or cav·i·are

[ kav-ee-ahr, kav-ee-ahr ]
/ ˈkæv iˌɑr, ˌkæv iˈɑr /


the roe of sturgeon, especially the beluga, or other fish, usually served as an hors d'oeuvre or appetizer.


Nearby words

  1. cavernous rale,
  2. cavernous sinus,
  3. cavernous sinus syndrome,
  4. cavesson,
  5. cavetto,
  6. cavicorn,
  7. cavie,
  8. cavil,
  9. cavill,
  10. caving

Origin of caviar

1585–95; apparently back formation from caviarie (taken, perhaps rightly, as caviar + plural ending, Latin or Italian -i), of uncertain origin; compare Italian caviaro, Turkish havyar Unabridged Based on the Random House Unabridged Dictionary, © Random House, Inc. 2019

Examples from the Web for caviar

British Dictionary definitions for caviar



/ (ˈkævɪˌɑː, ˌkævɪˈɑː) /


the salted roe of sturgeon, esp the beluga, usually served as an hors d'oeuvre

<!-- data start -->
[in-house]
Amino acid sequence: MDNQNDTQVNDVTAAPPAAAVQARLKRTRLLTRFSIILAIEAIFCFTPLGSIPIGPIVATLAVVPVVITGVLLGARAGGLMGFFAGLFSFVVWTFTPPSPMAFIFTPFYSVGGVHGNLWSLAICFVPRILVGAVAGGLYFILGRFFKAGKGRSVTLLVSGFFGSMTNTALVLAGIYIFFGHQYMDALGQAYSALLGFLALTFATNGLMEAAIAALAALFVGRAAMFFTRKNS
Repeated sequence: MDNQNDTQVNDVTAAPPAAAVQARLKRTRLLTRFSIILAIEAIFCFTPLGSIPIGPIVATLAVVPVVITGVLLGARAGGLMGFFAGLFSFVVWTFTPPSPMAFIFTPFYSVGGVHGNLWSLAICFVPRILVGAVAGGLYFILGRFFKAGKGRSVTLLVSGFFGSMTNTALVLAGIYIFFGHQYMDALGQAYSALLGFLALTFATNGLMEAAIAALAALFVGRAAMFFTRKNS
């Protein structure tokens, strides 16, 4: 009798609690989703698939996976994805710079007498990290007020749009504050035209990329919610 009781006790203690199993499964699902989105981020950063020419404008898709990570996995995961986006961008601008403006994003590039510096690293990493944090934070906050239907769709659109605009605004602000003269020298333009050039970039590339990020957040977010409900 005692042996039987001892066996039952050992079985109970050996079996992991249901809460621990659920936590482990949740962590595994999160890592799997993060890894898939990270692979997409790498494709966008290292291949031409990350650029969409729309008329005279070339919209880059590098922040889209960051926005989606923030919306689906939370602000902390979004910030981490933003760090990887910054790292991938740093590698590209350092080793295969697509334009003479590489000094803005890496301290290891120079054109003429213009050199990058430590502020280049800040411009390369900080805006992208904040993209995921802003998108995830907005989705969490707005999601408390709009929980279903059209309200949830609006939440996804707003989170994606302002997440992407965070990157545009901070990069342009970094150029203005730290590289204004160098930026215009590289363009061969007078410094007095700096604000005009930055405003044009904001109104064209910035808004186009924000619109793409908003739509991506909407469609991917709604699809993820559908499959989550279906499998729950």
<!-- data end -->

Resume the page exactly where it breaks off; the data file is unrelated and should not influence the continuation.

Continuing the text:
Word Origin for caviar

C16: from earlier cavery, from Old Italian caviari, plural of caviaro caviar, from Turkish havyār


/ (ˈkævɪˌɑː) /

n acronym for

Cinema and Video Industry Audience Research
Collins English Dictionary - Complete & Unabridged 2012 Digital Edition © William Collins Sons & Co. Ltd. 1979, 1986 © HarperCollins Publishers 1998, 2000, 2003, 2005, 2006, 2007, 2009, 2012

Word Origin and History for caviar



also caviare, 1550s, from French caviar (16c.), from Italian caviaro (modern caviale) or Turkish khaviar, from Persian khaviyar, from khaya "egg" (from Middle Persian khayak "egg," from Old Iranian *qvyaka-, diminutive of *avya-, from PIE *owyo-/*oyyo- "egg" see egg (n.)) + dar "bearing."

Online Etymology Dictionary, © 2010 Douglas Harper